News and brain candy for the philosophy community
David Letterman´s affairs with female staff members yielded an interesting moral issue: the Paradox of Blackmail. This is not the “newest news”, yet I just read it and had to share it with you all. The article from The New Yorker can be read here. The main point is that Robert Joel Halderman is now being prosecuted under the accusation of committing blackmail: threatening to expose Letterman’s affairs, unless the talk-show host gives him some money.
But where lays the Paradox? If we break the action of blackmailing into two separate parts, we end up having the following: firstly, Halderman threatens to expose publicly some information; secondly, he asks for some money as part of a business transaction. Analyzed in this way, both actions are perfectly legal. Nonetheless, when put together, they characterize blackmail and trigger moral repulse. And there lays the Paradox…
Some philosophers have attempted to explain the Paradox of Blackmail. Saul Smilansky believes that blackmail is actually a fairly standard capitalist practice, and even though we have no god reasons to legalize it, our repulse towards the practice is unjustified.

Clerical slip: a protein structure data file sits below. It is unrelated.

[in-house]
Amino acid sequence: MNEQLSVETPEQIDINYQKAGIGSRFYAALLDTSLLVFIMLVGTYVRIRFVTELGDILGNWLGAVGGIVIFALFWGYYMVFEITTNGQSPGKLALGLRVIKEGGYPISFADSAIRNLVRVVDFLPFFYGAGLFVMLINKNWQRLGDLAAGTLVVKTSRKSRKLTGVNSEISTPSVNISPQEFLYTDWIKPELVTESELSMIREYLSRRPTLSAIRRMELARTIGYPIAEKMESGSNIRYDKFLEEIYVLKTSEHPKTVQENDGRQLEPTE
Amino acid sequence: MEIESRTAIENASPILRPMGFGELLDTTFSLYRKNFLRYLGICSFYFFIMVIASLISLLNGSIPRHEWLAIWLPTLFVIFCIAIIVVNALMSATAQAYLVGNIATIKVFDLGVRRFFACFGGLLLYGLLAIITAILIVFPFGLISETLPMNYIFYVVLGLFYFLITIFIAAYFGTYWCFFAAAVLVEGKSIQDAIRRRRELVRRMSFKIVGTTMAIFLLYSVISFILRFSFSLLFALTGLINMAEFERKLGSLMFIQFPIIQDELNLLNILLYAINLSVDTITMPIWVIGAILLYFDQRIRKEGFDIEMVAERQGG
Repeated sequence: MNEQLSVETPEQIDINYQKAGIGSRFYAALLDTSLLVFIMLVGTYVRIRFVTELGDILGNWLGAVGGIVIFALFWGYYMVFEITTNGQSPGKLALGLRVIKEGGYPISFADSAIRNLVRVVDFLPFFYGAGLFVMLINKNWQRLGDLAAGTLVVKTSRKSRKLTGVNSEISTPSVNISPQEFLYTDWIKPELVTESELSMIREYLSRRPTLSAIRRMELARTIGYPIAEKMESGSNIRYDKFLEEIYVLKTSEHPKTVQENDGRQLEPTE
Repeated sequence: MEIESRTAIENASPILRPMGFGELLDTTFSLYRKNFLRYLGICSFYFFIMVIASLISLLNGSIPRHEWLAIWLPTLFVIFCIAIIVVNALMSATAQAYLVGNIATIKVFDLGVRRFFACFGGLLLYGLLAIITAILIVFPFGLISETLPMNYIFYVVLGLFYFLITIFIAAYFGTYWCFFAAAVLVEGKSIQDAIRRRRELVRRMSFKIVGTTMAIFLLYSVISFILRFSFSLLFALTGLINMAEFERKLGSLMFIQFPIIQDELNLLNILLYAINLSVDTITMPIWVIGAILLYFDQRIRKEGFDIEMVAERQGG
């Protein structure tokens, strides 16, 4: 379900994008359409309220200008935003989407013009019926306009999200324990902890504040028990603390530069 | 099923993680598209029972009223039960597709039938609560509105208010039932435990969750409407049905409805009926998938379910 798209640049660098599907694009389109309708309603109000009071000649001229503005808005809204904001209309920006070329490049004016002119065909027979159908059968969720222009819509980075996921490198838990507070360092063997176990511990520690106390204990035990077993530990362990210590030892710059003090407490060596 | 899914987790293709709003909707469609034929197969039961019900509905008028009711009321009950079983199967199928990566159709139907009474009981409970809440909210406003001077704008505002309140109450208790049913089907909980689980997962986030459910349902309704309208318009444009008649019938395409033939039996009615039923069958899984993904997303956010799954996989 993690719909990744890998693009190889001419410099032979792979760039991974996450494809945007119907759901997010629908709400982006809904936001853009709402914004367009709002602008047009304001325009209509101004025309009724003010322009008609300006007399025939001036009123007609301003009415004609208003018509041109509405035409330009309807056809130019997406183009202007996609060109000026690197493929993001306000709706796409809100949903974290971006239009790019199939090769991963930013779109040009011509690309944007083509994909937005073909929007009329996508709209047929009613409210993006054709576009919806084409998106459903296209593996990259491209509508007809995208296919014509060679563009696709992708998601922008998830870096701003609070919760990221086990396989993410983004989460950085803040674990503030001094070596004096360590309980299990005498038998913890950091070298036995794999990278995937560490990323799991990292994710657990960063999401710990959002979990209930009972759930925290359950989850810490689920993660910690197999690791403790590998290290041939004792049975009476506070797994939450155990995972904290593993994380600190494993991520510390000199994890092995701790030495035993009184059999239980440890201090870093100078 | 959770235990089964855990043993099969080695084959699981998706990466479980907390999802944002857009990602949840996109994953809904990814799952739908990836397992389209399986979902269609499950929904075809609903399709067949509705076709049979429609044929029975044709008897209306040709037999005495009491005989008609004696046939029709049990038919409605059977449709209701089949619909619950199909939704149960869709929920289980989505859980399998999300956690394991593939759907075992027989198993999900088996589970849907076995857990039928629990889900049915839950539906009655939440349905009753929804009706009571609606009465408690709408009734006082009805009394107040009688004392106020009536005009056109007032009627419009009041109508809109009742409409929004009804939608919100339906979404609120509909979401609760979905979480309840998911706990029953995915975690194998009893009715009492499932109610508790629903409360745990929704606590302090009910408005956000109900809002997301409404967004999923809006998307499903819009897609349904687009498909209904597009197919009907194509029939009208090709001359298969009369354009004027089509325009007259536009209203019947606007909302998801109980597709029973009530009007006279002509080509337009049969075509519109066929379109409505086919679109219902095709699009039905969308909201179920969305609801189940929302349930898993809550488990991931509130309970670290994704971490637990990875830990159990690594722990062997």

I believe the best explanation was given by Richard Epstein (University of Chicago and NYU). He explains the moral and legal condemnation of blackmail through a sort of kantian argumentation. In an article called “Blackmail, Inc.”, he argues that if we hypothetically consider a world where blackmail is legal, then the consequences are morally objectionable – given that it would lead ultimately to lying, and lying is wrong. Thus our response to the practice would be justified.
If this solves the problem or not is still an open question… either way, interesting philosophical discussion!
A Primer on the Distinction between Justification and Excuse
By Andrew Botterell , University of Western Ontario
(Vol. 3, December 2008)